the Administrator of the Agency.
          (2) Agency.--The term ``Agency'' means the United 
        States Agency for International Development.
          (3) Appropriate congressional committees.--The term 
        ``appropriate congressional committees'' means the 
        Committee on International Relations of the House of 
        Representatives and the Committee on Foreign Relations 
        of the Senate.
          (4) Business development services.--The term 
        ``business development services'' means support for the 
        growth of microenterprises through training, technical 
        assistance, marketing assistance, improved production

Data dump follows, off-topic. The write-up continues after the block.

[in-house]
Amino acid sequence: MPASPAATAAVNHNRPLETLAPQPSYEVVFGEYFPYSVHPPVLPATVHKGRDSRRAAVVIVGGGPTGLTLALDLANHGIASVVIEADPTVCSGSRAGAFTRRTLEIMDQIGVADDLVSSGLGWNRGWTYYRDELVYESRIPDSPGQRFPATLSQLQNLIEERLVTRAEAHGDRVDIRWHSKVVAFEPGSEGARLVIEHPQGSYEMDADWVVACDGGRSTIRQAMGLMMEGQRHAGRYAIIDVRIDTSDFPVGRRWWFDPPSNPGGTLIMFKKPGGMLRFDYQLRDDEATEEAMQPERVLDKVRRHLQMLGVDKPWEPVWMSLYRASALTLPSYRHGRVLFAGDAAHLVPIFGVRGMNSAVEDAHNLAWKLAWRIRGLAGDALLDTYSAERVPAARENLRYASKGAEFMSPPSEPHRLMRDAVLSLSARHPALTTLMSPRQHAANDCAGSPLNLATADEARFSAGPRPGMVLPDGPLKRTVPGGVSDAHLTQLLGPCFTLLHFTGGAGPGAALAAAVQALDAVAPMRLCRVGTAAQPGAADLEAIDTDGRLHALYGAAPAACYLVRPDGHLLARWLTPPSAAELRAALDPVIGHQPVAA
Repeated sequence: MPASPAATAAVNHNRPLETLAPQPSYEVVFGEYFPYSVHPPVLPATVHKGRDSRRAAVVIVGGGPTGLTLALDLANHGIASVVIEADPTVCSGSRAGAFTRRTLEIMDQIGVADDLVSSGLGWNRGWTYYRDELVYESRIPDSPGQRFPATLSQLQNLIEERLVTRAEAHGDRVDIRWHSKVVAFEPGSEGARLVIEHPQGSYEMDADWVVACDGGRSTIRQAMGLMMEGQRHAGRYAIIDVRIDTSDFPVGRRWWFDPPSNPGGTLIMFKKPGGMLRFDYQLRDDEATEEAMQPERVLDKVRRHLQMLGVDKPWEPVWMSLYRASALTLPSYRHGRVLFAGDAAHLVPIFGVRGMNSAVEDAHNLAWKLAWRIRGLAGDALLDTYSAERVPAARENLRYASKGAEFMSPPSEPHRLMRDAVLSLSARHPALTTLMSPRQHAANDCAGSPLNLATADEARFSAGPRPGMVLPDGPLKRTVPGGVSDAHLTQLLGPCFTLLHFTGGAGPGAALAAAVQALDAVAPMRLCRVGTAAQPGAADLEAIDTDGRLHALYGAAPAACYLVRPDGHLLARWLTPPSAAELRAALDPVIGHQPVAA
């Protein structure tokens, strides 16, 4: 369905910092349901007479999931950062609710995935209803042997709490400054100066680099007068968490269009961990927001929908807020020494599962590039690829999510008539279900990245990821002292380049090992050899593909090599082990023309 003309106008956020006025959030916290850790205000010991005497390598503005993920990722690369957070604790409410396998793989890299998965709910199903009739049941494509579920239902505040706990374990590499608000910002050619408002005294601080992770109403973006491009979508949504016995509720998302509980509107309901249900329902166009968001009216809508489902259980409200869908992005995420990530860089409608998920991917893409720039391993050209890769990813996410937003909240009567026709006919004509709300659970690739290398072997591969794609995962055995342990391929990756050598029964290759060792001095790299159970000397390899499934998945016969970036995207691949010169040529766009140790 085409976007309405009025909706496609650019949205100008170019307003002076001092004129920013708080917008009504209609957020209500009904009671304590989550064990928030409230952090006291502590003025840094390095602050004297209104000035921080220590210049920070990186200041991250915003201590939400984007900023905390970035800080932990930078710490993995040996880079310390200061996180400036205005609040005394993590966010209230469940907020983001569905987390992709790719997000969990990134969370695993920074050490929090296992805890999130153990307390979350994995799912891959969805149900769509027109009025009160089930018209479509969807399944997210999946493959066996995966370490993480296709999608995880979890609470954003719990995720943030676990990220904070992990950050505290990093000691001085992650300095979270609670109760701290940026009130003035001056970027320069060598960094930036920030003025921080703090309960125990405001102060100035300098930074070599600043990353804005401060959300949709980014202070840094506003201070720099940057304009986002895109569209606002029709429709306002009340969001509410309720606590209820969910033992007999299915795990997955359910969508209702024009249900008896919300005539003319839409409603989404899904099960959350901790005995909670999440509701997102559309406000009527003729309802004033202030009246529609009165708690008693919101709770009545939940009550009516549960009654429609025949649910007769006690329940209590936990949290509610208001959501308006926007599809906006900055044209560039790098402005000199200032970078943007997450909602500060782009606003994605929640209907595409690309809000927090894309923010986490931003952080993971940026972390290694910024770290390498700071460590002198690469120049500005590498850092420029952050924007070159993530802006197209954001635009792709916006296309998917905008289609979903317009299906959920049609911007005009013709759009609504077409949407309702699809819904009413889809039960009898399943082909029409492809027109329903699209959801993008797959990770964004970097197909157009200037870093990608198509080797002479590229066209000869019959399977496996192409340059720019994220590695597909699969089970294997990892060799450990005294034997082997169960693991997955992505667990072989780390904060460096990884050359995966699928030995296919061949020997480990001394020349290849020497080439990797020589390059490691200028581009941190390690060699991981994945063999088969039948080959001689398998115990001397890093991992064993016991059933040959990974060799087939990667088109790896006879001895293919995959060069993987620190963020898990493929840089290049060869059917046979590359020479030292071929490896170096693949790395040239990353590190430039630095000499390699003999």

technologies, and other related services.
          (5) Director.--The term ``Director'' means the 
        Director of the office.
          (6) Implementing partner organization.--The term 
        ``implementing partner organization'' means an entity 
        eligible to receive assistance under this title which 
        is--
                  (A) a United States or an indigenous private 
                voluntary organization;
                  (B) a United States or an indigenous credit 
                union;
                  (C) a United States or an indigenous 
                cooperative organization;
                  (D) an indigenous governmental or 
                nongovernmental organization;
                  (E) a microenterprise institution;
                  (F) a microfinance institution; or
                  (G) a practitioner institution.
          (7) Microenterprise institution.--The term 
        ``microenterprise institution'' means a not-for-profit